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Guinea pigs may need rescuing after 'G-Force'

THE Disney movie "G-Force" shows a squad of specially trained, computer-generated guinea pig spies coming to the world's rescue. After the movie comes out, though, animal activists say it will be real life guinea pigs who need rescuing.

Some guinea pig rescue groups have already posted pleas to those who might rush out to buy the furry little rodents.

"I can tell you, every single rescue in the United States and abroad took a look at that movie trailer and said, 'Oh God, here we go'," said Whitney Potsus, vice president of The Critter Connection Inc, which is a non-profit group dedicated to the rescue and rehabilitation of abandoned and neglected guinea pigs in the US.

The Orange County Cavy (also known as guinea pig) Haven in Costa Mesa has already posted urgent Internet pleas to parents asking them to say no when their children beg for guinea pigs, because the animals are too fragile for young children.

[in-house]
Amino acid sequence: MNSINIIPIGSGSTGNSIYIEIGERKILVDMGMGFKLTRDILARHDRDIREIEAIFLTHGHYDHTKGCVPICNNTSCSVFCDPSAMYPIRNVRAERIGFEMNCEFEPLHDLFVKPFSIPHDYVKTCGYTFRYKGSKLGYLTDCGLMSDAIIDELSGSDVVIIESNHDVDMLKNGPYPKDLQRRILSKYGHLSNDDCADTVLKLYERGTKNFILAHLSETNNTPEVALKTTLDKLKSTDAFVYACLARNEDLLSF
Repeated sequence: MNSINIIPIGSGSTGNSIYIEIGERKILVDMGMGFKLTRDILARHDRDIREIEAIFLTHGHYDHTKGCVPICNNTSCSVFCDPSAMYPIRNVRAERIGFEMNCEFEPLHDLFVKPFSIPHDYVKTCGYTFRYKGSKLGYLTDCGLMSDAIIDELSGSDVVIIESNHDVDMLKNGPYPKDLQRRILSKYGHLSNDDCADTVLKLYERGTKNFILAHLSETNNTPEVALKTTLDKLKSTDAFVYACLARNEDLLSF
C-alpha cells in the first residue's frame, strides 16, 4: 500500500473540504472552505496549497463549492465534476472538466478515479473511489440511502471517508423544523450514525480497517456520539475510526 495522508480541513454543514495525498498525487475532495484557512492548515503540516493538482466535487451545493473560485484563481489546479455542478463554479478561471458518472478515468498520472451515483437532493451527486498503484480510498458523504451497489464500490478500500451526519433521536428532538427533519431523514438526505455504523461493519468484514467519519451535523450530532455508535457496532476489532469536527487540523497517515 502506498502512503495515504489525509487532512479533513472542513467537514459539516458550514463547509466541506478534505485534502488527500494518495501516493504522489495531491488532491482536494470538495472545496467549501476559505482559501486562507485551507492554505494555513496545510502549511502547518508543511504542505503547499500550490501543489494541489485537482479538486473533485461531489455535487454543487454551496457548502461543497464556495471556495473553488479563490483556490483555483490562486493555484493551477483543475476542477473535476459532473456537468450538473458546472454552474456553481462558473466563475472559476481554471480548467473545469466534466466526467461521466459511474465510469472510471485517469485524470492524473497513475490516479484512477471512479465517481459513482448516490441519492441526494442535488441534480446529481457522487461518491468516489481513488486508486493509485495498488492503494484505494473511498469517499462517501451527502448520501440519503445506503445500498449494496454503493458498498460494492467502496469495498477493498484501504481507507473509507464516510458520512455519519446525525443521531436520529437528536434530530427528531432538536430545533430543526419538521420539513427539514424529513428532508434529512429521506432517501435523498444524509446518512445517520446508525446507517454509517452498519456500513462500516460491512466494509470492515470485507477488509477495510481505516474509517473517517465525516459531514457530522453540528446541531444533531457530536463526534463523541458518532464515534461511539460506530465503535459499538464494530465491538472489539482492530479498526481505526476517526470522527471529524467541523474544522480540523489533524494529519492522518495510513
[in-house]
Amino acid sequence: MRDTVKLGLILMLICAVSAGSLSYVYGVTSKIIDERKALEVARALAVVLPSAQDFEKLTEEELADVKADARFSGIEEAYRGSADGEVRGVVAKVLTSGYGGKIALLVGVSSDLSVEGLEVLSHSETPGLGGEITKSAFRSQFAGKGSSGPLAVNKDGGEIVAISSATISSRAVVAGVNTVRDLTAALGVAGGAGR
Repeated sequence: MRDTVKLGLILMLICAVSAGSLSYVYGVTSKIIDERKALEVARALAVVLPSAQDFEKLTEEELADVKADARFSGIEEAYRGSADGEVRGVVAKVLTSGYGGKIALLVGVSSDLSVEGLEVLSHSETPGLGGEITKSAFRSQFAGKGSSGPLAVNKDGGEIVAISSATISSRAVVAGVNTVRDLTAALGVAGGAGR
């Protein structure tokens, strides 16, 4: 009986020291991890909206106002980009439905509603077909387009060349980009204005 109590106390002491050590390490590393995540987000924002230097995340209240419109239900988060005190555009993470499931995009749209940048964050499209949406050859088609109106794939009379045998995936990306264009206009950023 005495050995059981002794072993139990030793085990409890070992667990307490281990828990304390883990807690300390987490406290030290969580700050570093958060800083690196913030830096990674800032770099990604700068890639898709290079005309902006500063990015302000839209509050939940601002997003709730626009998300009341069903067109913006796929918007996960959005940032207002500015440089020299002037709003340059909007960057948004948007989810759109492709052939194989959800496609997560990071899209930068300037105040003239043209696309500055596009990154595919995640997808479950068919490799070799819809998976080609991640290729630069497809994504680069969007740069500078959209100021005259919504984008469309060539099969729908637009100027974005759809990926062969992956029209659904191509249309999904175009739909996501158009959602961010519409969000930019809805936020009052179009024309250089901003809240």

It's happened before. Some call it "101 Dalmations syndrome," after the live-action Disney movie that sent many rushing to buy the black-and-white spotted pups. When the dogs failed to act like those in the movie, families gave them up, breeders said.

The popularity of Chihuahuas soared after the movies "Legally Blonde" and "Beverly Hills Chihuahua" and when Taco Bell featured a talking one in an ad campaign. Ferrets were the animal of choice after "Along Came Polly" and guinea pigs were in demand after "Bedtime Stories."

In "G-Force," which opened yesterday, agents Juarez, Darwin and Blaster drive cars, parachute, use blowtorches, swim, talk, walk on two legs, live in tanks with mice and rats and use hamster balls.

Lyn Zantow, a volunteer for the Orange County group, warns on her Website that in real life, guinea pigs are noisy, eat and poop all the time, require big and clean cages, don't swim and can be expensive to care for if they get sick. She also said they should be kept out of young children's hand.

"We can only hope ... parents will all do their research before bringing any critters home. Otherwise, when the novelty wears off, rescues everywhere are going to have their hands full with surrenders," Potsus said.


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